The second preseason game was a weird ball, with not every first-string Detroit Lions player against the first team Pittsburgh Steelers. However, there were enough in action to at least make some semblance of Lions football spark. Our duty now is to read those entrails and try to figure out what exactly we’ve learned from this whole fever dream.
The trenches are fine-ish
With no surprise, the continued project to make the trenches the Lions’ primary objective continues to pay dividends. Although Penei Sewell is still a work in progress to adjust to the right tackle position, the offensive line opened up proper holes for Jermar Jefferson and Dedrick Mills to run through. We’ve yet to see the run game with D’Andre Swift, but after two games the line is proving they can open lanes and ostensibly establish the ground game for Detroit. On pass protection, it was nothing crazy but Tim Boyle remained clean from sacks.
Depth on the offensive line remains an issue, but you knew that by now. The good news is the Lions aren’t going to be flying out of the gate with the third string tackles. The bad news is that the depth is still bad all the same.
On the defense, we got our first look at Levi Onwuzurike and he played as advertised. He caused untold havoc when in the game. The defense repeatedly stuffed the Steelers ground game, holding them to an average of 2.9 yards per carry. However, deficiencies remain in getting penetration on passing downs. Ben Roethlisberger was given far too much time to operate and got the whole team to bite on his pump fakes.
Which brings us to the next mark.
The secondary got tested and found wanting
Last week, the Lions backfield saw little action as Mitchell Trubisky only threw twice, and the Bills ran a ground-heavy attack. We noted that this would be a key position to keep an eye on against the Steelers, who feature a far more dynamic passing game and played multiple skill position starters with Roethlisberger, Najee Harris, Juju Smith-Schuster and Patrick Freiermuth.
This is where the Lions got carved up. Play action, pump fakes, deep strikes, red zone bully ball; the Lions were probed in every facet by the Steelers and failed in all of them. Jeff Okudah looked slow and had little help from Will Harris. When targeted, the Steelers could beat both readily.
Freiermuth ate the Lions’ lunch, their deserts and then had seconds. Diontae Johnson left Okudah in a chemtrail.
Linebackers were atrocious in coverage. Jahlani Tavai got beat and beat, unable to keep up with Steelers receivers running their routes; nor could he bring the tackle home on Najee Harris, resulting in a 46-yard play.
It would behoove the Lions to shake things up and see what they might have with Derrick Barnes and AJ Parker, who both played well, but such an act is merely a patch for the time being on a gaping void.
How much longer will Tim Boyle remain QB2?
David Blough played like the proper backup on Saturday night. Boyle had a chance to play with the top team and overshot his receivers ad nauseum. He nearly got picked clean by Joe Haden early—it wouldn’t be the first time that hellion did that, but the way that Haden jumped the route as Boyle stared it down revealed how damn telegraphed the whole thing went.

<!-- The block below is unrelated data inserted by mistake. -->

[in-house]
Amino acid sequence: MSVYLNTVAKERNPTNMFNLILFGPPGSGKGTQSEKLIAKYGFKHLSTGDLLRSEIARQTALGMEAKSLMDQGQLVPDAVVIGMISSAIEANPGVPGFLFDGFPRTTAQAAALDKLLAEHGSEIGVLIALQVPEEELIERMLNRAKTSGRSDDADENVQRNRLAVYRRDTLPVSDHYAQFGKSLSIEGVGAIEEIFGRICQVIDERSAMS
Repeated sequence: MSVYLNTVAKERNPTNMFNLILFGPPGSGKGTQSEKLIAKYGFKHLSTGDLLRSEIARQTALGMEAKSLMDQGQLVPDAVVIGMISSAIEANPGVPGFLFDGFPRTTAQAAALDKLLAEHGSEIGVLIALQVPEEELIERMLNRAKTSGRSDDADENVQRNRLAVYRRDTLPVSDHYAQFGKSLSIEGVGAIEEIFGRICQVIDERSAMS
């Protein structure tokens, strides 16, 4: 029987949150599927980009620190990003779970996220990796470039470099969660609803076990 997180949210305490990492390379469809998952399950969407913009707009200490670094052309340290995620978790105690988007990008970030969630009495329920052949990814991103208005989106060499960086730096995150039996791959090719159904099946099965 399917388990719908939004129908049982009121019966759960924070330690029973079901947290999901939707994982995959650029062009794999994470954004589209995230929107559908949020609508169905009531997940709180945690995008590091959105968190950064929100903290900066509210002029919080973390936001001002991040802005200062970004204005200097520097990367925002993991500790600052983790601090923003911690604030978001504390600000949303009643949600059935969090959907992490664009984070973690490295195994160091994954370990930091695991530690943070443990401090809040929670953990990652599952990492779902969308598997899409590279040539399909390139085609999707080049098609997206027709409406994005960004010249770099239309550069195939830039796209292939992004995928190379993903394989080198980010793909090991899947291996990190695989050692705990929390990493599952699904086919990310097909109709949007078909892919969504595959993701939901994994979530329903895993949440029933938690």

The Lions quarterback situation is going to be poor at best for the entire year. But it’s at least still academic to figure out who is going to sit behind Jared Goff. Boyle’s arm might be a laser, but it’s a laser in use for a Led Zeppelin light show, flicking all over the the place. He also struggled in decision-making when the pressure was on. Boyle is not being paid to contemplate the universe, existence and all reality.
Boyle finished the night with seven out of 15 attempts completed for 44 yards. It’s nothing impressive, and David Blough showed that he had a far better command of the offense, throwing for a touchdown and leading the offense to two more scores in the final quarter.
With one game left, we might legitimately have a quarterback battle on our hands for the backup spot. If that doesn’t get the acid rolling in your stomach, I don’t know what will.
Dan Campbell clearly loves working on these late game scenarios
Thank you NFL Game Pass and NFL Network. Thank you for remaining a thorn in my side, a boil, a lesion of ill repute and disastrous creation, birthed of the unholy excess of Badb, Macha and Nemain. I thought I could at least watch the rest of this game in peace, nursing as I am the sins of life and living.
Instead, you saw fit to cut away with over five minutes remaining to other preseason games, depriving me of what is clearly, as I am reading from my social media timelines, the moment in these preseason games where head coach Dan Campbell opens up his briefcase and busts out the gats.
I don’t know what is accomplished with these designs in the final minutes, where Blough is given the option to launch down field, or the continued (and this time, not-in-vain) attempts to recover onside kicks. But I’m not opposed to it either. It’s clear Campbell and his staff wants the Lions work on unorthodox late-game scenarios, and while the return is blunted by the sad fact of third string-on-third string action, the effort to master the intricacies of hellball plays is very much so appreciated. Hopefully, it’ll pay off in the regular season.